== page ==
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Date: 10/14/98 at 21:14:34
From: Tony Santiago
Subject: Basic geometry

Basic geometry --

1. Who developed the course?
2. What is it used for?
3. Who uses it

Tony Santiago
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```
Date: 10/15/98 at 18:24:27
From: Doctor Rick
Subject: Re: Basic geometry

Hello, Tony. I don't know if you have to write a report or you're just

Who developed the course?

In the narrowest sense, look in the front of your textbook. Each
geometry course is organized a little differently, and the authors of
the book developed this particular course. But all geometry courses
more or less follow the trail blazed by Euclid, before 300 BC. There
were others who contributed to geometry centuries earlier in Greece,
and even farther back, the Babylonians and Egyptians had some practical
geometrical knowledge. But Euclid is the one who systematized geometry
- set it up as a collection of definitions, postulates, and theorems,
all logically following from one another.

Look here for information on the history of geometry:

http://aleph0.clarku.edu/~djoyce/mathhist/geometry.html

What is it used for? Who uses it?

The very word "geometry" points to its practical origins: it means
"measurement of the earth." A Greek named Eratosthenes, among others,
used it (and its relative, trigonometry, which means "measurement of
triangles") to find the circumference of the earth. (This was crucial
for mapmaking, and it's even more relevant today, with all our
satellites!)

Geometry is still used in its original sense by surveyors. It's used
every second by computers - those GPS devices you may have heard of,
which can pinpoint where you are by triangulation from several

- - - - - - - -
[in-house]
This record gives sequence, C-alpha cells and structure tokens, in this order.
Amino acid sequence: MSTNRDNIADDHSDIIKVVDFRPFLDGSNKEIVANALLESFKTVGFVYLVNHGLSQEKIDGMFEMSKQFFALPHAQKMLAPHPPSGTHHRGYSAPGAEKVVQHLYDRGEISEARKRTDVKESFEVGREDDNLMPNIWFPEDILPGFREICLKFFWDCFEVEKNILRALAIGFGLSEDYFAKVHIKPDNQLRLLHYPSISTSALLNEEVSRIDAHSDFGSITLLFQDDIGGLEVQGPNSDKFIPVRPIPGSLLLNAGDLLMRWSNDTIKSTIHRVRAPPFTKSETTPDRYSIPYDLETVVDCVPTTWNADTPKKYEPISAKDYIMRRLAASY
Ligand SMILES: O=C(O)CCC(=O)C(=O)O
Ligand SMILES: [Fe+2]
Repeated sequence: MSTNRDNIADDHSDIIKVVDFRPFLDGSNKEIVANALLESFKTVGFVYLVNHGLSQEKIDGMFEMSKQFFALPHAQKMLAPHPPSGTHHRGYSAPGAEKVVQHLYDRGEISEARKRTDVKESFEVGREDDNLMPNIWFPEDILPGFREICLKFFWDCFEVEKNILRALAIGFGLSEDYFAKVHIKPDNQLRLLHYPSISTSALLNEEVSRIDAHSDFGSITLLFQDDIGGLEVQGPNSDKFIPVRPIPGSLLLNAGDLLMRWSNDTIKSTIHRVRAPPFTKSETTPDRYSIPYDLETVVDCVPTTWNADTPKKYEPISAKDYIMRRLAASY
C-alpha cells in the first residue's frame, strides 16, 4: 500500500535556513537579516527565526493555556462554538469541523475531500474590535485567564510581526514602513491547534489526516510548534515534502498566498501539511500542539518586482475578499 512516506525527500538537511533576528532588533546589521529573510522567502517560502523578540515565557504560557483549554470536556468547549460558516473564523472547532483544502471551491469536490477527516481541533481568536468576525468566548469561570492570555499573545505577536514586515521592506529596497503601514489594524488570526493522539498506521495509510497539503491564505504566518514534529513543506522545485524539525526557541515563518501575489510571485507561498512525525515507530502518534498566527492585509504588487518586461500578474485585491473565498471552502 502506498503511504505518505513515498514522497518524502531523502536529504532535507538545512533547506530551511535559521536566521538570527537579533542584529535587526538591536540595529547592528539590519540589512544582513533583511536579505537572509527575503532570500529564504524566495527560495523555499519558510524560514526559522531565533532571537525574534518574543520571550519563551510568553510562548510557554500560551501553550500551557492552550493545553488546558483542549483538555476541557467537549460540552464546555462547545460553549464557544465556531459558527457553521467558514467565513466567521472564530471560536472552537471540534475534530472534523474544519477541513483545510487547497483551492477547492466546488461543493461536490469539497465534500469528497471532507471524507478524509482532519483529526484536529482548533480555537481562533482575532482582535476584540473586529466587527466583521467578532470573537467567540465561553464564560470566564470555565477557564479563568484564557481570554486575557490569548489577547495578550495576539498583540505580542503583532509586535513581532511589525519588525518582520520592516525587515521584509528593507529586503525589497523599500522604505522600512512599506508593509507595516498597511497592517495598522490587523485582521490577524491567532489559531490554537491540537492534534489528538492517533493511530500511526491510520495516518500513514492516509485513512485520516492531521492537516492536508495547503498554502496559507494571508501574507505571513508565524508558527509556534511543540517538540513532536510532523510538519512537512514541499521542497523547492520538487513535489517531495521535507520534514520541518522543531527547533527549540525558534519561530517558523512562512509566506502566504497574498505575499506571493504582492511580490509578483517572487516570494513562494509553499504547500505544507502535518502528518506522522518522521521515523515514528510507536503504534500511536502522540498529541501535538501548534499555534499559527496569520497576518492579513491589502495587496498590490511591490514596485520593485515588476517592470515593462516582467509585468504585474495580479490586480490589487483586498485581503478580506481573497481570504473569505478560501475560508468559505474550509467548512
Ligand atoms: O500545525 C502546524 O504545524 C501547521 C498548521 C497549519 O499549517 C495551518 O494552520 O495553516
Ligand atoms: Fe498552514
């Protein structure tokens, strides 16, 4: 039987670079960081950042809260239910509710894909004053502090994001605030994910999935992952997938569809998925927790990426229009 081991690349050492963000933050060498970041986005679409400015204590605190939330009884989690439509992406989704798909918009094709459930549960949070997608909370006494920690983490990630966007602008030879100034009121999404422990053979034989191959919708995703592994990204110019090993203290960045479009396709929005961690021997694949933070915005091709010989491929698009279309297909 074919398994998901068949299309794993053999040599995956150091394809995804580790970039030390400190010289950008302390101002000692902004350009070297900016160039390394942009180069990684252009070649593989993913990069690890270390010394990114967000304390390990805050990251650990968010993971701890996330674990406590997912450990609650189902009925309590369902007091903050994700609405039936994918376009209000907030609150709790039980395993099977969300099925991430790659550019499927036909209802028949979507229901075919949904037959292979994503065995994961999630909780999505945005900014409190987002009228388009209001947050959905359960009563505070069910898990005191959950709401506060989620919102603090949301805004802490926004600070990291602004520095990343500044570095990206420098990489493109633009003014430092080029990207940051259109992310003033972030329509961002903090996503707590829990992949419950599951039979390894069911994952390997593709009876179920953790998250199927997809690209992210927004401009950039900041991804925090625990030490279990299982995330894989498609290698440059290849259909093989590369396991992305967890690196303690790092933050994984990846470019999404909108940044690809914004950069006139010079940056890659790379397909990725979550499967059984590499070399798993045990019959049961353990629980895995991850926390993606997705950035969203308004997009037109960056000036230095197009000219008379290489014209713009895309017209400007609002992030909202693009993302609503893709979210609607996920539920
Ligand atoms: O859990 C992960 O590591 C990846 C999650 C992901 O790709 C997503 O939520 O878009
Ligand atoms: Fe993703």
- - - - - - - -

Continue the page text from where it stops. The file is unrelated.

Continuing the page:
satellites.

People of all sorts use geometry. Just one example: I do some artwork,
and a few months ago I was making a poster that had 3 circles on it.
I had to use high school geometry to figure out just how big to make
the circles and where to place them so it would look right. If geometry
can be used in art, surely it can be used just about anywhere.

But you know, the greatest value of geometry has nothing to do with
what people use it for. What Euclid did 2300 years ago was
revolutionary because it got people thinking logically and reasoning
things out - thinking about why something is true. In geometry,
something is true or it isn't, and you don't prove something by yelling
loud enough to intimidate people, or by being persuasive and winning in
the polls.

Euclid really set the stage for science, for careful examination of the
world, of cause and effect. And every year, when students study
geometry, it once again sets the stage for some of those students to
head into sciences and technical fields that require careful thought.

So I would say that all science and technology is a "use" of geometry,
whether or not people ever think about circles and triangles. The arts
aren't unaffected, either. Visual arts are clearly influenced by
geometry, whether the study of perspective that came in with the
Renaissance (believe me, that's hard core geometry) or cubism.

Geometry and logic aren't everything. People have reasoned logically
from wrong postulates and come to horrible conclusions, in politics and
personal life. But you can't get away from the effects of geometry in
the modern world, and I wouldn't want to.

- Doctor Rick, The Math Forum
http://mathforum.org/dr.math/
```
Associated Topics:
High School Euclidean/Plane Geometry
High School Geometry
High School History/Biography
Middle School Geometry
Middle School History/Biography
Middle School Two-Dimensional Geometry

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